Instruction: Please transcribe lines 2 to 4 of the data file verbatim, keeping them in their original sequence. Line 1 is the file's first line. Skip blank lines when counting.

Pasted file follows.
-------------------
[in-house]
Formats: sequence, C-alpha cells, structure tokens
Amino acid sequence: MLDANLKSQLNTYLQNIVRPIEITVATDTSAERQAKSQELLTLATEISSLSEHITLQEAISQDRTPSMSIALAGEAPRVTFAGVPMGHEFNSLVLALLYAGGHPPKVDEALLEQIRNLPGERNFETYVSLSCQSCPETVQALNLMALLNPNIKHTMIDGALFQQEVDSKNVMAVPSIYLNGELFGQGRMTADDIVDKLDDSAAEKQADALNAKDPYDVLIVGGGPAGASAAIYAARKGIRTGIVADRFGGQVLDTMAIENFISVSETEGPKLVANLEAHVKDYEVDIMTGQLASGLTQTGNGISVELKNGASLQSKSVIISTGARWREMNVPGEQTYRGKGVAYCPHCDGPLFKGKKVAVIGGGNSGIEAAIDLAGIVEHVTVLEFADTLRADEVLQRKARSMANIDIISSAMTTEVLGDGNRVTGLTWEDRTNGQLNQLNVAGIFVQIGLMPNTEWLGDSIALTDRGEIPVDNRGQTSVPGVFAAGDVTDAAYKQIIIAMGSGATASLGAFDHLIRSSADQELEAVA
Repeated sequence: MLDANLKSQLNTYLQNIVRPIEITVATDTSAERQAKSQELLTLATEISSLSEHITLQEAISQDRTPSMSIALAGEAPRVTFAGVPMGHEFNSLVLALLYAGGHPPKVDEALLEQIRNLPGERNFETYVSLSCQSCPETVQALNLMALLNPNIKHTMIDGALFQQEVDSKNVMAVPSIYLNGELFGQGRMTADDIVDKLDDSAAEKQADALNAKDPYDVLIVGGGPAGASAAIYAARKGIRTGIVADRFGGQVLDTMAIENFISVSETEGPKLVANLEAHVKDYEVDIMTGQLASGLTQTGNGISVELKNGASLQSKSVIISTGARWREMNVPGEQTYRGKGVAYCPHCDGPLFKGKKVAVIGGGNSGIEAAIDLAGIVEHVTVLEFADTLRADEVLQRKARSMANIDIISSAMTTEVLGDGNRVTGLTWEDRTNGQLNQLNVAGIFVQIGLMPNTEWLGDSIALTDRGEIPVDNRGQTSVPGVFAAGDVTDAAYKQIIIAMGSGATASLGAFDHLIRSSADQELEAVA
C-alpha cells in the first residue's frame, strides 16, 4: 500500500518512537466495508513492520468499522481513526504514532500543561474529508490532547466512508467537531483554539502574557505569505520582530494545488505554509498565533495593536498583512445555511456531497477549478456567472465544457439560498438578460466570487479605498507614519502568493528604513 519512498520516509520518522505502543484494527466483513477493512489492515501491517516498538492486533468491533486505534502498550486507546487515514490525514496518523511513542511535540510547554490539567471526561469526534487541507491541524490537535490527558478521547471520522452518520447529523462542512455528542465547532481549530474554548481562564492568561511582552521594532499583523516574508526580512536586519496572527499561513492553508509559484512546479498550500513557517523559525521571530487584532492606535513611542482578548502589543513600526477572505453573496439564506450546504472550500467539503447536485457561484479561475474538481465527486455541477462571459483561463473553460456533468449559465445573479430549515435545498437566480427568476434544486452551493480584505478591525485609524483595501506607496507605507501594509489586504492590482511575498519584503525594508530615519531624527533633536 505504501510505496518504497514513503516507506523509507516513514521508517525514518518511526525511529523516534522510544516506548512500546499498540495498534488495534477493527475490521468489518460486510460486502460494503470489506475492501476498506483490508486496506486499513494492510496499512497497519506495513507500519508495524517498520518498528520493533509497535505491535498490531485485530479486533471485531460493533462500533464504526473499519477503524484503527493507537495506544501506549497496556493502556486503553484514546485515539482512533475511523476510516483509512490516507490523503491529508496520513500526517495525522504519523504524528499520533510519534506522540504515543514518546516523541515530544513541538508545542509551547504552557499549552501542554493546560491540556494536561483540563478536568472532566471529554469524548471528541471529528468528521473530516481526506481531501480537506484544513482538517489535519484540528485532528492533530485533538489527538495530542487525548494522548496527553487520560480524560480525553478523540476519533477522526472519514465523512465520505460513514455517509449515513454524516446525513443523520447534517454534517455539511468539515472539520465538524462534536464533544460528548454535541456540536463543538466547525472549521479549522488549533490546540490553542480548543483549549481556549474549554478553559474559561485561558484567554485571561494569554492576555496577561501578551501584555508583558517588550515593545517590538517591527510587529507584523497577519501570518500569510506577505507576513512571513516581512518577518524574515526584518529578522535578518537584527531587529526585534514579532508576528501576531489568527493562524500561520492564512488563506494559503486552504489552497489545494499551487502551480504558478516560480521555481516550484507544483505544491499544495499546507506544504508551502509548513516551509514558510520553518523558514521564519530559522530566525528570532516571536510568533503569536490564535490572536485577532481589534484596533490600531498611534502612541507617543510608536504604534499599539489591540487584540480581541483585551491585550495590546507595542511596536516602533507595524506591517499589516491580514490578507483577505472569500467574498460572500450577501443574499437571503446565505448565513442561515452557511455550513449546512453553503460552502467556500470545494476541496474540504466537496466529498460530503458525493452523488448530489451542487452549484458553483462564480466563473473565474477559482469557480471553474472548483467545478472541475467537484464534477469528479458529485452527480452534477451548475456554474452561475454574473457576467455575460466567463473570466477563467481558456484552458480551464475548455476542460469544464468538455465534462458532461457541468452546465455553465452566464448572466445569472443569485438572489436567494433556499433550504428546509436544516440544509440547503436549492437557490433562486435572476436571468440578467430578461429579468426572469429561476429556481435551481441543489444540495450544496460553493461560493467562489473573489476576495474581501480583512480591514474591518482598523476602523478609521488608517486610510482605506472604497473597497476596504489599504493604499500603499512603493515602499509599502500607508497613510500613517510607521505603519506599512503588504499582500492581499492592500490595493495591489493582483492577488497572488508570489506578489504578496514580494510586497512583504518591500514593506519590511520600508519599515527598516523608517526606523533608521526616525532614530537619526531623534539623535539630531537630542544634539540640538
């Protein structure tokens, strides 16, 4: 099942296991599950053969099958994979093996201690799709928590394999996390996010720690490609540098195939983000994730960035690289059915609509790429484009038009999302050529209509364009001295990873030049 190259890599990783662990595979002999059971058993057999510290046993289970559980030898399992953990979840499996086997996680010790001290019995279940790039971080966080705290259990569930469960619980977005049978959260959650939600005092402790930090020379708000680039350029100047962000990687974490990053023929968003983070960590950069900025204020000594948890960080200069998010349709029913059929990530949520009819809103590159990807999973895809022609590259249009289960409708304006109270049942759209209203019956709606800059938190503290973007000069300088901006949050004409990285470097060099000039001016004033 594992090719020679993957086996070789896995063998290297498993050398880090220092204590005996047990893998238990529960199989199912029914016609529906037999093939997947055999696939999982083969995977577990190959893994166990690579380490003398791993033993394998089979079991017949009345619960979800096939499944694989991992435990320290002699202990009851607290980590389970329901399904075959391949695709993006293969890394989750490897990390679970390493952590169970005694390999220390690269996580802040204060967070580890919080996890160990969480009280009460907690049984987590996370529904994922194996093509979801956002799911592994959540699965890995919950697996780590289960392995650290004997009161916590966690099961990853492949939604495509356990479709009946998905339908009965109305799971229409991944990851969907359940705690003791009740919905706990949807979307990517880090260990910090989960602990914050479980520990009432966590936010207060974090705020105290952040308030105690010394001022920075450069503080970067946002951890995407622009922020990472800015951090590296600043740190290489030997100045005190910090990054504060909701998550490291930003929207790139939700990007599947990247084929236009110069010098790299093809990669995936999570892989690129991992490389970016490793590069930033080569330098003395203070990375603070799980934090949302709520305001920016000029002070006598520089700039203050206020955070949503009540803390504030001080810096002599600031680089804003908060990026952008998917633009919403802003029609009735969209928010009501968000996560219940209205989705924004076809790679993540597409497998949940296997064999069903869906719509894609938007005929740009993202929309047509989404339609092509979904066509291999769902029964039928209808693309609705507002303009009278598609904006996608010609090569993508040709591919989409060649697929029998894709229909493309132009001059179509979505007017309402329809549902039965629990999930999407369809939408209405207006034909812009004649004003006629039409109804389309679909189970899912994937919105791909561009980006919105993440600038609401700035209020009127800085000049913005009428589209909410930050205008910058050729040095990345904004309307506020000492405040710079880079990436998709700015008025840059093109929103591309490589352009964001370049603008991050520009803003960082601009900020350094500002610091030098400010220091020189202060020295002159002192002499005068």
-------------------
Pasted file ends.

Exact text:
Formats: sequence, C-alpha cells, structure tokens
Amino acid sequence: MLDANLKSQLNTYLQNIVRPIEITVATDTSAERQAKSQELLTLATEISSLSEHITLQEAISQDRTPSMSIALAGEAPRVTFAGVPMGHEFNSLVLALLYAGGHPPKVDEALLEQIRNLPGERNFETYVSLSCQSCPETVQALNLMALLNPNIKHTMIDGALFQQEVDSKNVMAVPSIYLNGELFGQGRMTADDIVDKLDDSAAEKQADALNAKDPYDVLIVGGGPAGASAAIYAARKGIRTGIVADRFGGQVLDTMAIENFISVSETEGPKLVANLEAHVKDYEVDIMTGQLASGLTQTGNGISVELKNGASLQSKSVIISTGARWREMNVPGEQTYRGKGVAYCPHCDGPLFKGKKVAVIGGGNSGIEAAIDLAGIVEHVTVLEFADTLRADEVLQRKARSMANIDIISSAMTTEVLGDGNRVTGLTWEDRTNGQLNQLNVAGIFVQIGLMPNTEWLGDSIALTDRGEIPVDNRGQTSVPGVFAAGDVTDAAYKQIIIAMGSGATASLGAFDHLIRSSADQELEAVA
Repeated sequence: MLDANLKSQLNTYLQNIVRPIEITVATDTSAERQAKSQELLTLATEISSLSEHITLQEAISQDRTPSMSIALAGEAPRVTFAGVPMGHEFNSLVLALLYAGGHPPKVDEALLEQIRNLPGERNFETYVSLSCQSCPETVQALNLMALLNPNIKHTMIDGALFQQEVDSKNVMAVPSIYLNGELFGQGRMTADDIVDKLDDSAAEKQADALNAKDPYDVLIVGGGPAGASAAIYAARKGIRTGIVADRFGGQVLDTMAIENFISVSETEGPKLVANLEAHVKDYEVDIMTGQLASGLTQTGNGISVELKNGASLQSKSVIISTGARWREMNVPGEQTYRGKGVAYCPHCDGPLFKGKKVAVIGGGNSGIEAAIDLAGIVEHVTVLEFADTLRADEVLQRKARSMANIDIISSAMTTEVLGDGNRVTGLTWEDRTNGQLNQLNVAGIFVQIGLMPNTEWLGDSIALTDRGEIPVDNRGQTSVPGVFAAGDVTDAAYKQIIIAMGSGATASLGAFDHLIRSSADQELEAVA